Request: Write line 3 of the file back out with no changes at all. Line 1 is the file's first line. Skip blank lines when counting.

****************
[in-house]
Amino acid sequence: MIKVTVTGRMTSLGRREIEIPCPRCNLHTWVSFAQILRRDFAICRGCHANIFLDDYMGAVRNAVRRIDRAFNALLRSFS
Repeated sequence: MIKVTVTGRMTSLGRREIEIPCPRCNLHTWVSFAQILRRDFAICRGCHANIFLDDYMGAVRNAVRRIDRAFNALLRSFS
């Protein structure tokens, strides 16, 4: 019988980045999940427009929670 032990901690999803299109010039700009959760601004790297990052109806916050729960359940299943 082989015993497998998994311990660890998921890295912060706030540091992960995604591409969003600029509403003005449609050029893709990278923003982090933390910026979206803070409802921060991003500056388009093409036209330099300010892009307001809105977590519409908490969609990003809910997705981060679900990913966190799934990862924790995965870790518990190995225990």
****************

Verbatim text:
Repeated sequence: MIKVTVTGRMTSLGRREIEIPCPRCNLHTWVSFAQILRRDFAICRGCHANIFLDDYMGAVRNAVRRIDRAFNALLRSFS